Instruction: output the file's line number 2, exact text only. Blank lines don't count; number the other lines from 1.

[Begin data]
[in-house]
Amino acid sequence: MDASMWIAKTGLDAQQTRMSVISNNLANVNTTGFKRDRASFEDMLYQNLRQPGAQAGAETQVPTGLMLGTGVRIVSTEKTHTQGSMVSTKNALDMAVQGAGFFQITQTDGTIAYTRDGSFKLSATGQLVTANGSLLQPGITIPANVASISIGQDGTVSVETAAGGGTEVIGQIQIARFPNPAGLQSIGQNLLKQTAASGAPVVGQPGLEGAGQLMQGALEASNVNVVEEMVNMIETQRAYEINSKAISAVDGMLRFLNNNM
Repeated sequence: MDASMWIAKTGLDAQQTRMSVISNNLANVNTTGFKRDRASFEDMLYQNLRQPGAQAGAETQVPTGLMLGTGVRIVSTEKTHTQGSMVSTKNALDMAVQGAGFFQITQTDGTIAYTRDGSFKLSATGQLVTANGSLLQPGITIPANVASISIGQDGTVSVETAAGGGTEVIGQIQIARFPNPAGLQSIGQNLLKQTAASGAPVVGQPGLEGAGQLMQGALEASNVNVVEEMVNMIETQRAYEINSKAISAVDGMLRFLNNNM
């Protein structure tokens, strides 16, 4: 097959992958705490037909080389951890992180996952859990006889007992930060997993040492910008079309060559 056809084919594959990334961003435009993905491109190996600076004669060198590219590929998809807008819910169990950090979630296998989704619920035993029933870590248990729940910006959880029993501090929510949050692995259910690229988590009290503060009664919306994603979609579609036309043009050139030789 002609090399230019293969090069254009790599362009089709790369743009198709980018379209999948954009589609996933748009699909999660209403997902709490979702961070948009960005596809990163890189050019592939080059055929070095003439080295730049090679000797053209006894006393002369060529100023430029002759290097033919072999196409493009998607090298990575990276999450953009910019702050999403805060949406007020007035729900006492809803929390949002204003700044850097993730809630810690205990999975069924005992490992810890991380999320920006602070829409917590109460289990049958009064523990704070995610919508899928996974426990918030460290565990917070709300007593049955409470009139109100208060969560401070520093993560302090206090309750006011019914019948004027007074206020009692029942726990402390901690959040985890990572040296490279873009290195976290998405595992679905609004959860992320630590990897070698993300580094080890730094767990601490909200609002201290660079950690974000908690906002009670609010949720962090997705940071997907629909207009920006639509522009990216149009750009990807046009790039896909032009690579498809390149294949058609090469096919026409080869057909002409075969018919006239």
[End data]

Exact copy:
Amino acid sequence: MDASMWIAKTGLDAQQTRMSVISNNLANVNTTGFKRDRASFEDMLYQNLRQPGAQAGAETQVPTGLMLGTGVRIVSTEKTHTQGSMVSTKNALDMAVQGAGFFQITQTDGTIAYTRDGSFKLSATGQLVTANGSLLQPGITIPANVASISIGQDGTVSVETAAGGGTEVIGQIQIARFPNPAGLQSIGQNLLKQTAASGAPVVGQPGLEGAGQLMQGALEASNVNVVEEMVNMIETQRAYEINSKAISAVDGMLRFLNNNM